It may have aired more than a year ago, but this drama remains a highly impactful and well-received work, even clinching the award of Best Drama Series at the 24th Asian Television Awards. That drama is none other than Sky Castle, a drama that spotlights the struggles of 4 women and their messy pursuits for success.
The huge part of the drama is the paper chase the characters find themselves in as the parents exhaust all mean and ways to snag their child a place in one of the nation’s prestigious colleges. To many South Koreans watching the drama then, this depiction of their education system was a stark reminder of reality.
You might have become at least a little bit familiar with the South Korean schooling system from watching your beloved dramas, but what is it really like to go to school in South Korea? Here is quick peek into the ups and downs of the education system there!
Public education consists of primary, middle, and high school
The public education system in South Korea begins in primary school, progresses to middle school, and then ends off with high school. In the 6 years of primary school, students study a broad spectrum of subjects, including Korean language, mathematics, science, social studies, moral education, physical education, music, fine arts, and practical arts.
As students enter middle school, they study a mix of core subjects and chosen electives. After three years, they progress to high school, which can be either academic high schools or vocational high schools. There are also a small number of specialised high schools with niches which may include foreign languages, the arts, or sciences.
Students spend a lot of time in school
A typical school day for a South Korean student begins at 8 am and can run till 4.30 pm. However, the majority of the students don’t end their day there. Most will remain in school to study in the library, attend co-curricular activities, or attend extra classes. A large proportion also enrols in tuition class or ‘cram schools’ (known in Korean as 이십학원 ‘yi-shib hagwon’) outside of school in the evenings.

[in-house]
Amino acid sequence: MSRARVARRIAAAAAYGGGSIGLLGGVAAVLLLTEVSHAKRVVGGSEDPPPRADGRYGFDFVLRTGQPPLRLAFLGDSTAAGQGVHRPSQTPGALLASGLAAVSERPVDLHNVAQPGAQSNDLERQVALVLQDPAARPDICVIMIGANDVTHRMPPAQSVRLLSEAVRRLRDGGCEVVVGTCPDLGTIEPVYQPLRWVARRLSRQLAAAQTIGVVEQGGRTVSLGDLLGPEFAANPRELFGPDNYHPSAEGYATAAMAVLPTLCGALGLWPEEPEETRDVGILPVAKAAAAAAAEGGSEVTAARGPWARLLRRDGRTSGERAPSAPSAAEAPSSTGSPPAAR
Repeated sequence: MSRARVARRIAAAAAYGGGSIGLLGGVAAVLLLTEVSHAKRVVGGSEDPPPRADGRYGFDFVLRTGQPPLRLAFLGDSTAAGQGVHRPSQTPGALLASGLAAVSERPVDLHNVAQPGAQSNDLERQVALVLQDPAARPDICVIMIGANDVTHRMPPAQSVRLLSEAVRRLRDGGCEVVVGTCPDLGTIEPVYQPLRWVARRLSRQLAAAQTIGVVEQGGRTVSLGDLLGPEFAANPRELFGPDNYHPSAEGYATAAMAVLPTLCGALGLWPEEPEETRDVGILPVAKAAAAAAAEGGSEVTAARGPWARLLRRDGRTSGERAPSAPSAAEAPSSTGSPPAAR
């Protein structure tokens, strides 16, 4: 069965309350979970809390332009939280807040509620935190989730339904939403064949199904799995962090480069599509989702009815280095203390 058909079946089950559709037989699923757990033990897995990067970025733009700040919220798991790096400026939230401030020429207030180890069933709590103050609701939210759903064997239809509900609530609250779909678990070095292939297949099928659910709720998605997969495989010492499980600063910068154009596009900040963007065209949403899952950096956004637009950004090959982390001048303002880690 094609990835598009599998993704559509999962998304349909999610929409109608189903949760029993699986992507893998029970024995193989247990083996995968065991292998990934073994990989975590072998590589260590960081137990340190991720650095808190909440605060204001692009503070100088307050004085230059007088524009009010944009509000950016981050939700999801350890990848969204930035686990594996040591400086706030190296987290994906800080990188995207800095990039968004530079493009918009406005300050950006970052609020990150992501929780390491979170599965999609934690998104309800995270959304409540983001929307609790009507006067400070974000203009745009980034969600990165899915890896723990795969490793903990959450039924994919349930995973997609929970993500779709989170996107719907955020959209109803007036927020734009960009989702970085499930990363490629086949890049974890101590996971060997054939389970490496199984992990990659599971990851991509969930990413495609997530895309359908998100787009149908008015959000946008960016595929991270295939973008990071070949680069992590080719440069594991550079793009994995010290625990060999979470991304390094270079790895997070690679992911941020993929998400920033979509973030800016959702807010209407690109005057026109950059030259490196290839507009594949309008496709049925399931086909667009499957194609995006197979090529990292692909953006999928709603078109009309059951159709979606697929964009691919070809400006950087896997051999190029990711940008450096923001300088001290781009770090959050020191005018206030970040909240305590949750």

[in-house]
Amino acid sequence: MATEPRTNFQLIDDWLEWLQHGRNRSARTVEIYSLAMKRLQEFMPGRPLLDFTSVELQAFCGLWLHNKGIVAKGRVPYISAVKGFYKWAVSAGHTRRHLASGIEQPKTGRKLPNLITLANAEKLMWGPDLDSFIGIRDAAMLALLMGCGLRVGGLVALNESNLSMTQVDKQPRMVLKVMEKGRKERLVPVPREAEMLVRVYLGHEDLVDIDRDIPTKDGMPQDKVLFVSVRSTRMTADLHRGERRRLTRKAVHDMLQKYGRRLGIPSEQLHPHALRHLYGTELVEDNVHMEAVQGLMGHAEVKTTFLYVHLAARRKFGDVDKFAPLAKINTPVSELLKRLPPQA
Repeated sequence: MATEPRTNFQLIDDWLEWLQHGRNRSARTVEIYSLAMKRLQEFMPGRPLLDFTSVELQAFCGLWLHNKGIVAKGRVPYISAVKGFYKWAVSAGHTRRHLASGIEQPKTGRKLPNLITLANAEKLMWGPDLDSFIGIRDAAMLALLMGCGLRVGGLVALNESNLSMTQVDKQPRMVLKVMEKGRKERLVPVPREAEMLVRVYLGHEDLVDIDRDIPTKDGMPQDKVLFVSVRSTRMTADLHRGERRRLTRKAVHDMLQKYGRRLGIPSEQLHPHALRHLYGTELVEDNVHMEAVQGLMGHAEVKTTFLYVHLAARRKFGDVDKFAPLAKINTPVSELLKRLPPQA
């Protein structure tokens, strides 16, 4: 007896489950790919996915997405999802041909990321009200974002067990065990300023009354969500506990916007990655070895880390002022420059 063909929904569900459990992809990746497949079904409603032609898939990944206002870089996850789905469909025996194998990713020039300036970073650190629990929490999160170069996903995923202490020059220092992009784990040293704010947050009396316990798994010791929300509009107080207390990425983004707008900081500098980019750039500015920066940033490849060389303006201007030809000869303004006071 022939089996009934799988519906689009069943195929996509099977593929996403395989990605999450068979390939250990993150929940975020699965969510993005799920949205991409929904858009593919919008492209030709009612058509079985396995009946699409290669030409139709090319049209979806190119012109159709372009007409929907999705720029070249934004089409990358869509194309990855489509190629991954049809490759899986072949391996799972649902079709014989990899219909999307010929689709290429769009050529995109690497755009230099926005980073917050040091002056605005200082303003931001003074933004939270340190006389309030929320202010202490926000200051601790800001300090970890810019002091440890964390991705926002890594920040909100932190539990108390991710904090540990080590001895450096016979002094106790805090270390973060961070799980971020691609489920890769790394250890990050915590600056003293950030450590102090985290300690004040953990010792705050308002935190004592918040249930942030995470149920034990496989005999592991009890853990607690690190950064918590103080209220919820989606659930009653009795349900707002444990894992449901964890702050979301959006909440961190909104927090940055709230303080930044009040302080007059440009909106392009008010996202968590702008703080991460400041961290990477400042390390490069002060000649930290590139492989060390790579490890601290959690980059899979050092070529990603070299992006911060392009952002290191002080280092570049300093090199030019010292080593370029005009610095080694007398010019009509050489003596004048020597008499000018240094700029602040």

The school year runs in two terms, from March to July, then September to February. While there are summer and winter breaks, schools typically hold extra classes during some part of the holidays, which mean many students still go back to school despite the vacation days.
The education system is super competitive
As you probably already know, the South Korean education system is highly competitive. Students spend the bulk of their time in attending classes, self-studying, or at tuition. The college admission test, called the College Scholastic Aptitude Test (CSAT) is widely considered of the most stress-inducing things in the schooling system, as it largely determines whether a student gets into university – and which university they qualify for.
The competitive education system has frequently been criticised by parents and educators, and recent reforms have sought to put these concerns into consideration. For example, the University Entrance Simplification Policy of 2013 broadens the admission criteria for prospective university students, so that not all the focus is on the CSAT results.
With an understanding of the South Korean education system, now you will be ready to have a deeper appreciation of your favourite high school teen dramas! These nuggets of information may also prove handy if you ever wish to consider migrating there.
Another vital thing you need before you go to Korea or enjoy more dramas in their original glory is to learn the Korean language! A Korean language course in Singapore will be just the thing you need. Sejong Korean Language School welcomes learners of all skills levels to bring their Korean skills to greater heights under the tutelage of our passionate, native Korean-speaking teachers!